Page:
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Do Cats Like Being Brushed? The Surprising Answer!

There is no universal answer to whether cats like being brushed. Some cats adore the experience, whereas others find it painful and stressful. It’s important to understand your cat and introduce brushing slowly into its routine so that your cat can have the most pleasant experience possible.

Even if your cat does not like brushing at first, there are things you can do to introduce your cat to the experience. After all, brushing your cat is an important part of keeping it clean, healthy, and groomed. Your cat will learn to love being brushed with the right tools and skills.

Keep reading to learn more about whether cats like being brushed and what you can do to brush your cat.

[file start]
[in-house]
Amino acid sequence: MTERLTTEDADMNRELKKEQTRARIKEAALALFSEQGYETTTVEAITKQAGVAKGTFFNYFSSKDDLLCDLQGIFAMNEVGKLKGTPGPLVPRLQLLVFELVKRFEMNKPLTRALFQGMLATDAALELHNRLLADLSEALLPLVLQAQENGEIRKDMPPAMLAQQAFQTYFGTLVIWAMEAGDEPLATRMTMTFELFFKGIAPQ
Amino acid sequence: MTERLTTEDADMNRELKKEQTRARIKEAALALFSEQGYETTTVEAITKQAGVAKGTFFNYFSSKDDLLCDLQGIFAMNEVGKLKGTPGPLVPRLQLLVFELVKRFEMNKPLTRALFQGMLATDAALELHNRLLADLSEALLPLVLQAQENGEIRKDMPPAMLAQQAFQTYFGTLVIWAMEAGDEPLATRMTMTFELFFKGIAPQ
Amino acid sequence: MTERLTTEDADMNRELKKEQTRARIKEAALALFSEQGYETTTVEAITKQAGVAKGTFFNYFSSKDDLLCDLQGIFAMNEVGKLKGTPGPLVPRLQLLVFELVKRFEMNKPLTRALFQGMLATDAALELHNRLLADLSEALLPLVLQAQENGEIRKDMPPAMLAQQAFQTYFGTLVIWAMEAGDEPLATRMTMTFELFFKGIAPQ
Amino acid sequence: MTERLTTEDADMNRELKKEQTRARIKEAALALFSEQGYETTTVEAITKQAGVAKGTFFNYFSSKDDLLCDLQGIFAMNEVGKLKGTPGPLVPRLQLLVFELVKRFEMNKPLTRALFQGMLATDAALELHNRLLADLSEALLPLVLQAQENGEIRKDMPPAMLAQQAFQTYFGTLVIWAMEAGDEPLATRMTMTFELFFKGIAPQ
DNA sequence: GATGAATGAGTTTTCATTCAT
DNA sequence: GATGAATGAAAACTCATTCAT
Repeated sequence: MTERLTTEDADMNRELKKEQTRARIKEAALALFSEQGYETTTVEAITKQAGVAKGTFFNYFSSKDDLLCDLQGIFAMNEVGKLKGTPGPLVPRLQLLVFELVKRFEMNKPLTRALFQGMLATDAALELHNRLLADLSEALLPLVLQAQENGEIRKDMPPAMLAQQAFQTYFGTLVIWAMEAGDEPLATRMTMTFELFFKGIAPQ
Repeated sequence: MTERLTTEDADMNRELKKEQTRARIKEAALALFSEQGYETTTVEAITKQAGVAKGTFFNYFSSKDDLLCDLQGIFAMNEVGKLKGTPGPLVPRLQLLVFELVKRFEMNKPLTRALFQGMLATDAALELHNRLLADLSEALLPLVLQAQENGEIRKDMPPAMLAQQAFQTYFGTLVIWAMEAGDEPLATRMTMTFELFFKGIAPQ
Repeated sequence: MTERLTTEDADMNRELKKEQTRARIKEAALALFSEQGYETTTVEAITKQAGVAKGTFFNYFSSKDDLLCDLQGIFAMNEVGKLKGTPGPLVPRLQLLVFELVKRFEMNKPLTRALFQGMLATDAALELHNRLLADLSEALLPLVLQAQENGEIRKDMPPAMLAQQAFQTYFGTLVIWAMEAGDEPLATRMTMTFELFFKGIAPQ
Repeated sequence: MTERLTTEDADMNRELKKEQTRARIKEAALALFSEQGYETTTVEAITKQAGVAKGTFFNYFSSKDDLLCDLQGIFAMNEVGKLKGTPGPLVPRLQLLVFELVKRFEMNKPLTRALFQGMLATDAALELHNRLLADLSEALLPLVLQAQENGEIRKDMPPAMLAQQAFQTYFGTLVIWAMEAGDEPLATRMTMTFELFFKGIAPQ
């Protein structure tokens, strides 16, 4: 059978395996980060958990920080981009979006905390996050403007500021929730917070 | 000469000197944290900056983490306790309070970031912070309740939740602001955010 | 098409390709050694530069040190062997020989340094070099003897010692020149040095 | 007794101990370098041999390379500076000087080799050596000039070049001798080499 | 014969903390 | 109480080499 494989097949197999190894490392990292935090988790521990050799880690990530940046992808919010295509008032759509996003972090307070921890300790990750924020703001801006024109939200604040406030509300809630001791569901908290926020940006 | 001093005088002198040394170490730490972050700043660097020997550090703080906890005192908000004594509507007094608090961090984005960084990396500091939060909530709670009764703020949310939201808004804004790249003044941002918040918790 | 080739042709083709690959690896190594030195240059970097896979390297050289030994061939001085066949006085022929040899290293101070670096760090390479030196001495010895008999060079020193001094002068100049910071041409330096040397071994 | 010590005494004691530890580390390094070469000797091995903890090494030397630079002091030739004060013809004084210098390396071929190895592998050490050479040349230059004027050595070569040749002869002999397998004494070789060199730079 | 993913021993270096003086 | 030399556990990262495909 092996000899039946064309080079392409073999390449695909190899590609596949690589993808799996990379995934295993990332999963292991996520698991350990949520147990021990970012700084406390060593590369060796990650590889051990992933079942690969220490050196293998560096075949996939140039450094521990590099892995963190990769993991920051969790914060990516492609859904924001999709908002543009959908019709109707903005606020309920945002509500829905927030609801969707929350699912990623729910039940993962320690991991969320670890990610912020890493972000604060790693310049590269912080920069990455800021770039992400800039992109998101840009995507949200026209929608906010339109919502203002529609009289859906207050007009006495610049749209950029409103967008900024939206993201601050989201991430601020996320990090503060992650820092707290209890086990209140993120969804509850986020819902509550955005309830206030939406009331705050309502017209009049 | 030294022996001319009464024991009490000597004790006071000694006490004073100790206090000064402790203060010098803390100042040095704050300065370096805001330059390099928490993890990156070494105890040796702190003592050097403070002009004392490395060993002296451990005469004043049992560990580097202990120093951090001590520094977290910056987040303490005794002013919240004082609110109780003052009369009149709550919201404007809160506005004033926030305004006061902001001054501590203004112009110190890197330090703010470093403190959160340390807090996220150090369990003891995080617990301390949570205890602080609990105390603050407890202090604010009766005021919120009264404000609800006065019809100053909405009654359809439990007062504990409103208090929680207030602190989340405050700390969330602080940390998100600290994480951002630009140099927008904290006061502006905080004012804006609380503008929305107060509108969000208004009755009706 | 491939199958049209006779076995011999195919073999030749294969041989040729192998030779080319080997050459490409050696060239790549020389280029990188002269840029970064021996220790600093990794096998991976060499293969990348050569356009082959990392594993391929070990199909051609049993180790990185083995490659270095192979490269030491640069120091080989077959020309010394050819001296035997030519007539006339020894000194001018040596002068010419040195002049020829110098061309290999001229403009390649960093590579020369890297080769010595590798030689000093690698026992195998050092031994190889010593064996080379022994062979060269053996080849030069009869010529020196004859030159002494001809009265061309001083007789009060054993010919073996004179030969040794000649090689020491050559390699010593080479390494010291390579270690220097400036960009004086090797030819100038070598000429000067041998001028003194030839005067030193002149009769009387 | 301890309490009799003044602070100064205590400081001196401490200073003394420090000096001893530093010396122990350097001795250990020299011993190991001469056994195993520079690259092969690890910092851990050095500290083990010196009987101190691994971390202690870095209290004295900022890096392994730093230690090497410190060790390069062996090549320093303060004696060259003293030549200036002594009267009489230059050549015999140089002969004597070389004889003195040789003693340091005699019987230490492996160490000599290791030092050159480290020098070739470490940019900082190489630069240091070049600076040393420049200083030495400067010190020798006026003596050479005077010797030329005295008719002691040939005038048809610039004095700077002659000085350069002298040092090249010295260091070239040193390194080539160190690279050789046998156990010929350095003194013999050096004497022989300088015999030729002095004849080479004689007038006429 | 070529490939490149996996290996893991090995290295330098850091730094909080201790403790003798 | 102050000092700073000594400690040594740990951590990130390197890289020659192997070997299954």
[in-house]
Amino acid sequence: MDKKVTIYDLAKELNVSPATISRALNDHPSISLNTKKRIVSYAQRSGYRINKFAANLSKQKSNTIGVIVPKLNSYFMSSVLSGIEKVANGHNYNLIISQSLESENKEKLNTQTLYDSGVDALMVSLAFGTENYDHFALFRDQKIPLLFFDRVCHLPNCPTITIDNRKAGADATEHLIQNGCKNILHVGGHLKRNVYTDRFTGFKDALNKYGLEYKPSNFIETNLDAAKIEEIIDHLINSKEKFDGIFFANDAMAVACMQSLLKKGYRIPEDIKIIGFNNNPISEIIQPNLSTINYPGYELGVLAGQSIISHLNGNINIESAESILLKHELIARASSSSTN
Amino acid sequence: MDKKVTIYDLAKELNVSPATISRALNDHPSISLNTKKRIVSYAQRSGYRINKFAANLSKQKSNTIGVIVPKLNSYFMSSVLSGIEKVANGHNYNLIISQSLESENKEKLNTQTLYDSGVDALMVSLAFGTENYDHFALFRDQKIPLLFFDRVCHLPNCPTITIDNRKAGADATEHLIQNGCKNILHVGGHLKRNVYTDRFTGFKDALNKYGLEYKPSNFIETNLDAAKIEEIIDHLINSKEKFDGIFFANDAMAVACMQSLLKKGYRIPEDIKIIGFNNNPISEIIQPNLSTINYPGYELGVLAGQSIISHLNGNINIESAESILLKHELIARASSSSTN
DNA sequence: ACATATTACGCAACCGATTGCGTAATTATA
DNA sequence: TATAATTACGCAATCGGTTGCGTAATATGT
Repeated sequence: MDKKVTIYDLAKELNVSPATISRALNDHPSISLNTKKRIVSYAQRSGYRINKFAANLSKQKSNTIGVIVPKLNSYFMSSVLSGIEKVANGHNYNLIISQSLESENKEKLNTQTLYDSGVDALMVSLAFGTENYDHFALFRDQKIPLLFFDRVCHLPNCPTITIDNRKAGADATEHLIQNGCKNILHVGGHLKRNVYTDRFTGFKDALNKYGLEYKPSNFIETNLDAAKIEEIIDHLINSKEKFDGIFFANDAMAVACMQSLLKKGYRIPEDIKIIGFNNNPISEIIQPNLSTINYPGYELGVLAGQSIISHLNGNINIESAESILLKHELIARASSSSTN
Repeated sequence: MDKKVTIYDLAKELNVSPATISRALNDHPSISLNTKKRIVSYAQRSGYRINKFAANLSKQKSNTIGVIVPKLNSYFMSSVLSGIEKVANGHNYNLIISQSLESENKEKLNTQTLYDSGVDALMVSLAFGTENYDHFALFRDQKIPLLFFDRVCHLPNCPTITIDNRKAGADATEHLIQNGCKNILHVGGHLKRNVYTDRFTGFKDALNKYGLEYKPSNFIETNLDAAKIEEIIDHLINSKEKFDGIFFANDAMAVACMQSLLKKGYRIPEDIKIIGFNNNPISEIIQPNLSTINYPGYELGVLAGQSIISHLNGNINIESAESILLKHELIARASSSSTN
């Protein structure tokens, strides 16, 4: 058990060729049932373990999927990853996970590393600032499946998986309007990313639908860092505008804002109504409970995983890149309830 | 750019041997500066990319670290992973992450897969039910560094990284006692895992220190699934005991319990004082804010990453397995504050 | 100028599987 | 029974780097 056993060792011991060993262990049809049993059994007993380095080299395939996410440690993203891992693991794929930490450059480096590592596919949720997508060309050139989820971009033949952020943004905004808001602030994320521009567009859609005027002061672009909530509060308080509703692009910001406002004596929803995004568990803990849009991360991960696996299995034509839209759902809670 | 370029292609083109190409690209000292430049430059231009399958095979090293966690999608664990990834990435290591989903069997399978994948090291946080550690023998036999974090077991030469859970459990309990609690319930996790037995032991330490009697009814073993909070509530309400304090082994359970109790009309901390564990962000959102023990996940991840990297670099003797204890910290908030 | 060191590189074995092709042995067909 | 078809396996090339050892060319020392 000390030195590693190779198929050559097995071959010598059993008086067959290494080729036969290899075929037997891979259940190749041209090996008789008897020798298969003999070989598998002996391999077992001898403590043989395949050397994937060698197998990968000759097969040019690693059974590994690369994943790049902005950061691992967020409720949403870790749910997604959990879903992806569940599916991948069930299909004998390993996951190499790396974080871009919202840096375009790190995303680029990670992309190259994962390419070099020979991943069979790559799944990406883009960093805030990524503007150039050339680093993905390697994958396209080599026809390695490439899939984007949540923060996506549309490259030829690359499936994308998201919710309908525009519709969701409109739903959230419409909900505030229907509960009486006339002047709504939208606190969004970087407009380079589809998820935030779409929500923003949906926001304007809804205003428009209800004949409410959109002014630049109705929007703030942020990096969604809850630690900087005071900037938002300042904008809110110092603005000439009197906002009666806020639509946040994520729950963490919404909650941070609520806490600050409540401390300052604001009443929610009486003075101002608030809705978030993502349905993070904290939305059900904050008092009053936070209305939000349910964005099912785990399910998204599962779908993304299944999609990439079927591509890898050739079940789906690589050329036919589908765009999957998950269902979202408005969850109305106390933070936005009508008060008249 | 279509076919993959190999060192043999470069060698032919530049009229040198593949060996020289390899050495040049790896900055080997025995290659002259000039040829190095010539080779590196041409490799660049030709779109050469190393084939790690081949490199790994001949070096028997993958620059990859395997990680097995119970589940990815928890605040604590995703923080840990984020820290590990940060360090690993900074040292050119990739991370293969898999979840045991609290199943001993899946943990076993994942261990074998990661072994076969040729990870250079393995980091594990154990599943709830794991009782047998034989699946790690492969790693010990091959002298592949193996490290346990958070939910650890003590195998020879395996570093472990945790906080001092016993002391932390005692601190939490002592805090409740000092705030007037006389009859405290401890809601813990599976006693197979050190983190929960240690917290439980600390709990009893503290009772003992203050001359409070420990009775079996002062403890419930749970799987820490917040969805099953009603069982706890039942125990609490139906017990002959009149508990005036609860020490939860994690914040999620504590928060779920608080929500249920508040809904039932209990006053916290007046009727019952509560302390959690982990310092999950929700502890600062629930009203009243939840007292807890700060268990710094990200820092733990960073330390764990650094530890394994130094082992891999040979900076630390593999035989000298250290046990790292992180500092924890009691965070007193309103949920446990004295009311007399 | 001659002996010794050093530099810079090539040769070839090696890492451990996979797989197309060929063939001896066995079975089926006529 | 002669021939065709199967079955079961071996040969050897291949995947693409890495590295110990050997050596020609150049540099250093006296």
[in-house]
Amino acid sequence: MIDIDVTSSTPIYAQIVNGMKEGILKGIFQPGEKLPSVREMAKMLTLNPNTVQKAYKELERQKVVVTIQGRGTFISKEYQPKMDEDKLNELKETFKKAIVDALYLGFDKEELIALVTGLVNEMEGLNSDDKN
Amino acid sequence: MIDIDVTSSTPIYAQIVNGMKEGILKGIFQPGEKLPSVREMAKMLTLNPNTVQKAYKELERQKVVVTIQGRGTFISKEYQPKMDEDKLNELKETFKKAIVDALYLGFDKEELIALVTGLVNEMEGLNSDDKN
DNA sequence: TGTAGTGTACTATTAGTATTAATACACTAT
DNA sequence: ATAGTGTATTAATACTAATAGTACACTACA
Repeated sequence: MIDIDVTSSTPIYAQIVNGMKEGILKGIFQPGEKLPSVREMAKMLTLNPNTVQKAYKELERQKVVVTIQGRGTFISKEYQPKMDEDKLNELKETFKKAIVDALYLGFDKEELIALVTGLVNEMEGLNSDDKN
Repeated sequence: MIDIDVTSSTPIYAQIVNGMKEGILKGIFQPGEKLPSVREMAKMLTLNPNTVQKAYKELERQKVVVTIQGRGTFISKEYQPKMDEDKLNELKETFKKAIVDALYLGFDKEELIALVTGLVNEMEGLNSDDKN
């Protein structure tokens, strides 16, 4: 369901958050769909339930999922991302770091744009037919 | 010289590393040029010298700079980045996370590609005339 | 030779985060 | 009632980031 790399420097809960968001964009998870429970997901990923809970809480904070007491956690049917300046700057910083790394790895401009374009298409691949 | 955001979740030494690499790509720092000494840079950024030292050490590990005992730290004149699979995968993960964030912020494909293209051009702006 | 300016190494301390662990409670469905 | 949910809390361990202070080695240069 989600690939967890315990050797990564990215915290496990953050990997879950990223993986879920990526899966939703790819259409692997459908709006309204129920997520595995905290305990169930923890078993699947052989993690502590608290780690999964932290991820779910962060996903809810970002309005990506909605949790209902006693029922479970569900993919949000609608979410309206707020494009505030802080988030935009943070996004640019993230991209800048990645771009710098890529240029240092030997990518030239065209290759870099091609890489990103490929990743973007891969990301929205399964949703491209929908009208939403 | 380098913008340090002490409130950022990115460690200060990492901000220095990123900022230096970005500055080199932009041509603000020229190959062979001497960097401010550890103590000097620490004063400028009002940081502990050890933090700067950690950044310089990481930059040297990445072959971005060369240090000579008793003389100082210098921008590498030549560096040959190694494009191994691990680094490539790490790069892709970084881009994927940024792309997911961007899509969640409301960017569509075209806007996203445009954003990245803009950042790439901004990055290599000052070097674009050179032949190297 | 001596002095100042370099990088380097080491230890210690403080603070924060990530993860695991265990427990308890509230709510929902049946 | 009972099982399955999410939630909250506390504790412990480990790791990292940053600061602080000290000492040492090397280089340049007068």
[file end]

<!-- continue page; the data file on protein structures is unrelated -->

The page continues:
It All Depends On the Cat

Whether cats like being brushed depends on the individual cat in question. You will find some cats that go crazy over their brush and view it as an extensive massaging session. Other cats will hiss and scratch to get away from the brush.

In other words, it depends entirely on the cat in question. Often, cats who do not like being brushed either find the experience painful or have a bad experience with being brushed. You will have to be diligent in reintroducing your cat to a gentle brushing experience so that they slowly become more accustomed to the feeling.

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Reasons Why Cats Don’t Like Being Brushed

cat brushing a home
Image Credit: Africa Studio, Shutterstock

Even though cats are good at grooming themselves, most enjoy the brushing experience. It feels like they are being petted, only more intensely. As a result, most cats who do not like being brushed do not like it because it is too intense. Here are some reasons why cats do not like being brushed.

Wrong Brush

Many first-time cat owners do not realize that not all brushes are suitable for all cats. Long-haired cats require a different brush or comb than short-haired cats. If you get a comb that is too stiff or hard, it will likely hurt the cat’s body and hair.